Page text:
You may be entitled to compensation if you or someone you love has sustained a life-altering injury because of someone else’s negligence. The injury attorneys at HawkLaw are here to protect your rights.
What Is Considered Pain and Suffering in an Injury Case?
In a legal sense, pain and suffering is broadly defined as the physical, mental or emotional damage or distress an individual incurs from an injury. In the instances that injury resulted from negligence, the injured party may be able to recoup special damages for those losses.
Pain & Suffering Damages: Defined
Damages for pain and suffering are typically broken down into two categories: economic and noneconomic. Economic damages are defined as monetary losses, such as medical expenses or lost wages. Noneconomic damages are intangible losses, which are calculated by monetizing the value of a victim’s pain and suffering since the injury. These damages can also be projected into the future, taking into consideration the value of that loss over the duration of an individual’s life.
Intangible losses often create more harm than clear-cut economic losses because they can impact future earnings, negatively affect interpersonal relationships, and can cause lasting mental and emotional damage.
South Carolina defines non-economic damages as the following:
- Pain and suffering
- Physical limitation or disfigurement
- Mental and emotional distress
- Loss of companionship
- Injury of reputation or humiliation
There are limitations to such damages under South Carolina law. There is a specified time frame a claimant has to file suit, and award limits are capped based on the type of lawsuit and the number of claimants involved in litigation. Punitive damages, which are sums allotted in excess of a standard award, are also capped under South Carolina Law.
Limitations to non-economic damages are as follows:
- Statute of Limitations: Learn More about South Carolina’s Laws.
- Malpractice: The award cap is $350,000 per defendant, with a $1.05 million overall cap.
- Punitive Damages: The cap is $500,000 or three times the actual damages, whichever sum is greater.
- Government Claims: There is a $300,000 award cap on claims made against the government.
Special note regarding the negligence standard: A claim is not valid if the claimant is more than 50% negligent in the incident. The claimant’s level of negligence is up for interpretation. A judge or jury will eventually make a final determination based on evidence provided in court.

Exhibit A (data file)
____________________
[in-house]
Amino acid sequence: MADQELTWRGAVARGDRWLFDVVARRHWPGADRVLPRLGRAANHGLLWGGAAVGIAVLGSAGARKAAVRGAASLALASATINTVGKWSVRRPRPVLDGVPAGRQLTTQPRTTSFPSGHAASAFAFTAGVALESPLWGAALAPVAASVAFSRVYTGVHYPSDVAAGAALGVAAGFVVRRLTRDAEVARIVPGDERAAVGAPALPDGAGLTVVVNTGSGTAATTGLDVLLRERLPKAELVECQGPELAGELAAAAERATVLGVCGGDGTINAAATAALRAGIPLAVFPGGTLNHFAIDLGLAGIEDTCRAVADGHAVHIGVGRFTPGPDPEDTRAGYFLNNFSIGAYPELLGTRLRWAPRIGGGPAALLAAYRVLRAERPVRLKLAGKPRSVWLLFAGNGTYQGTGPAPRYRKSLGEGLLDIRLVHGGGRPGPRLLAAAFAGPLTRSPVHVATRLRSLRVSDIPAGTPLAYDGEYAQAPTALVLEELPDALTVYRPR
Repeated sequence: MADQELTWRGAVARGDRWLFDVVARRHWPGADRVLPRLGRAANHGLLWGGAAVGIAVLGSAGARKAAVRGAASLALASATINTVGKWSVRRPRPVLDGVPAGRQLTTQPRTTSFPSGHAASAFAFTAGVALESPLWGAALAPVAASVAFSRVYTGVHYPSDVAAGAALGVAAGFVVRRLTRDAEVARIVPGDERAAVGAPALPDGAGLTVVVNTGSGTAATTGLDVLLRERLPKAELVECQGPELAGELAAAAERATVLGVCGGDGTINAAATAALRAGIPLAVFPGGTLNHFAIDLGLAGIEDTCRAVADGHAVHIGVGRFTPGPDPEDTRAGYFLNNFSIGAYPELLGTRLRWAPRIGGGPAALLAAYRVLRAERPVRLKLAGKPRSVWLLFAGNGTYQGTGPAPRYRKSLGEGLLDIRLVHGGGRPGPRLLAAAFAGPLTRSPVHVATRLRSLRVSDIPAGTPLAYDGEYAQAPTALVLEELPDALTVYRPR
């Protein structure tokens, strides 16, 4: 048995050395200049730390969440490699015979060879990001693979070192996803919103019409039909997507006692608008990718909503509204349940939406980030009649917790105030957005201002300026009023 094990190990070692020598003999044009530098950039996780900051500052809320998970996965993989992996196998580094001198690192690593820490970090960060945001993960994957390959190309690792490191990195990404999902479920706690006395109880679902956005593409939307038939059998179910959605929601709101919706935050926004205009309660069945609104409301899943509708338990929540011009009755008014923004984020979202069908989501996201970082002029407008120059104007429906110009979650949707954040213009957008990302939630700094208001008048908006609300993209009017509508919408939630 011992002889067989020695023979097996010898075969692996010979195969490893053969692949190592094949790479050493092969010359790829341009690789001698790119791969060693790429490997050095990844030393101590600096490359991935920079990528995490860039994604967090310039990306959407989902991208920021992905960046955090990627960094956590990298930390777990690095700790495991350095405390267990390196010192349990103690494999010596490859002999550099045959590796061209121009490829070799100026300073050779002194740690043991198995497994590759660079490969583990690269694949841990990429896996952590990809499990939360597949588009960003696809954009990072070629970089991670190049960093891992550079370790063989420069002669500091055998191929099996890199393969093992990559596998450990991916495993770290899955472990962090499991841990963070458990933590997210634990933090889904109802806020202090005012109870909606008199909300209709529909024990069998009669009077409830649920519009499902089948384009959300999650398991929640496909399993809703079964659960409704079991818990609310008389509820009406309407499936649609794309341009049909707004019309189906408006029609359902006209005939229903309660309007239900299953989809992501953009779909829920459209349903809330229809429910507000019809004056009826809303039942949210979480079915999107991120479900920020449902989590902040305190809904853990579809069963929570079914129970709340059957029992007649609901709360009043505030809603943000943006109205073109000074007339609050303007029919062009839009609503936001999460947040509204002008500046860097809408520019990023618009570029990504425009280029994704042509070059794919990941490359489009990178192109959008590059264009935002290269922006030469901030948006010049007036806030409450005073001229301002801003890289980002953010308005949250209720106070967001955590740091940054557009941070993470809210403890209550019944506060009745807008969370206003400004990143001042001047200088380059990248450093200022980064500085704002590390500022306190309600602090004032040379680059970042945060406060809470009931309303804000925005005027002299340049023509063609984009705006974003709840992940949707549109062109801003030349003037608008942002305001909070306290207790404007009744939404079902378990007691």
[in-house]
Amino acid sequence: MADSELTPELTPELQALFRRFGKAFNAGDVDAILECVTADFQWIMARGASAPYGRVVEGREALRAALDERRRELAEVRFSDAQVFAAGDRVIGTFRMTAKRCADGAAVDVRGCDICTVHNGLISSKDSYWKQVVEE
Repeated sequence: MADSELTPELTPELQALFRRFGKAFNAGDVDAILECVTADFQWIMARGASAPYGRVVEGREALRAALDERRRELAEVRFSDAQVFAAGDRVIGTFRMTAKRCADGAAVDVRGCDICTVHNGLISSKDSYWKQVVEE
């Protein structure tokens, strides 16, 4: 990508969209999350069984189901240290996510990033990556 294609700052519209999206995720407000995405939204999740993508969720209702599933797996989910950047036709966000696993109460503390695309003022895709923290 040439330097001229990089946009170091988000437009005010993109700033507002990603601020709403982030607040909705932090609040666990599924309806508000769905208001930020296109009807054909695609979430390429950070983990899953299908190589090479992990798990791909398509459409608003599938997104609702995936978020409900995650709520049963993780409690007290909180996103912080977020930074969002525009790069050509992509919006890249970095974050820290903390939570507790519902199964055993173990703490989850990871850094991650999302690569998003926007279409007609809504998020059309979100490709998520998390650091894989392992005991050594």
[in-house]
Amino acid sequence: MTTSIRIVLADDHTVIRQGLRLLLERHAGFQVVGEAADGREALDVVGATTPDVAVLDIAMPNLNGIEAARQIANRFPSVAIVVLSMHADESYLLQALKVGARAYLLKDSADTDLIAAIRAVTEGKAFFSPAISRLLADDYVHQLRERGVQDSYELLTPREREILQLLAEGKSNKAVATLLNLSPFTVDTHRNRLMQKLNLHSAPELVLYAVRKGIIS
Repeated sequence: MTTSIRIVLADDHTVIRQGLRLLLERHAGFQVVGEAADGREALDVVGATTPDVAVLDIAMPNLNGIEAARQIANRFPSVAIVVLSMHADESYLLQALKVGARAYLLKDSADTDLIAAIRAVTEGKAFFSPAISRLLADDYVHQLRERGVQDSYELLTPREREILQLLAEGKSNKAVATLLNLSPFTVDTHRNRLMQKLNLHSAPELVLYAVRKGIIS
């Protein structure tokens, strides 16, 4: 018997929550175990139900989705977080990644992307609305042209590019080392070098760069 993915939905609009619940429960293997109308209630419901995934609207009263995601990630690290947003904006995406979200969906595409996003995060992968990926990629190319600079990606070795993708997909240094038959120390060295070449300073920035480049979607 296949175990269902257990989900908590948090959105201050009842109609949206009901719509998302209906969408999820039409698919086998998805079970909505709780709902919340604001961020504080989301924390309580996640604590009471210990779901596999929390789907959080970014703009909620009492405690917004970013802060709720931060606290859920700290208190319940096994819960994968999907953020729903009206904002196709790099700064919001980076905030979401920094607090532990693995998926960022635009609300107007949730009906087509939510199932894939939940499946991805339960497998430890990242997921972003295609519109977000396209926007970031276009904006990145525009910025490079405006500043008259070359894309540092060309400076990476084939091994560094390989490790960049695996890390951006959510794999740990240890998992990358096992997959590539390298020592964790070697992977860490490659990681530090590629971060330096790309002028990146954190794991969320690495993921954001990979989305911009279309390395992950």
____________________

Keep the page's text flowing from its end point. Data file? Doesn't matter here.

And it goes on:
How to Calculate Non-Economic Damages in South Carolina
Calculating these non-economic damages can be more complicated because they don’t have the same set value that something like car repairs may have. You aren’t able to simply look up the costs of your emotional suffering like you may with medical bills.
There is no clear rule defining how much someone’s pain and suffering may be worth. Typically, a judge or a jury will take into consideration a myriad of factors surrounding the circumstances of your injury – including the degree of negligence involved, and the level of pain and/or suffering you have endured (or will likely endure in the future).
Instead, you’ll need to calculate your non-economic damages by finding the severity of your losses and the impact of those losses. For example, let’s say you lost use of your hand in a car accident. That’s a traumatic loss for anyone, but for a concert pianist, that could be the end of their career.
When you’re the one suffering these losses, it can be difficult to take an objective look at these losses. Fortunately, your lawyer can help you find the worth of your non-economic damages.
Some of the latter considerations will also depend on your age; a permanent lifelong injury to a 23-year-old would likely be worth more in damages than that same injury to a 103-year-old person. A pro athlete in his or her prime, with potentially tens of millions of dollars in earnings and endorsement deals on the table, who suffers a career-ending injury due to third party negligence (not sporting related), would likely be worth more than if the same accident happened to a teacher or an accountant.
It’s important to know your rights under the law, and to document every aspect of your injury. Seek medical treatment immediately. Follow the advice of the medical professionals handling your care. Keep and organize all of your bills and correspondences related to the injury, including insurance claims, bank statements, medical records, and related emails. Those documents can back up the pain and suffering you’ve endured. Contact an experienced personal injury attorney in South Carolina by calling 888.HAWK.LAW or through our contact page! Hawklaw fights to win!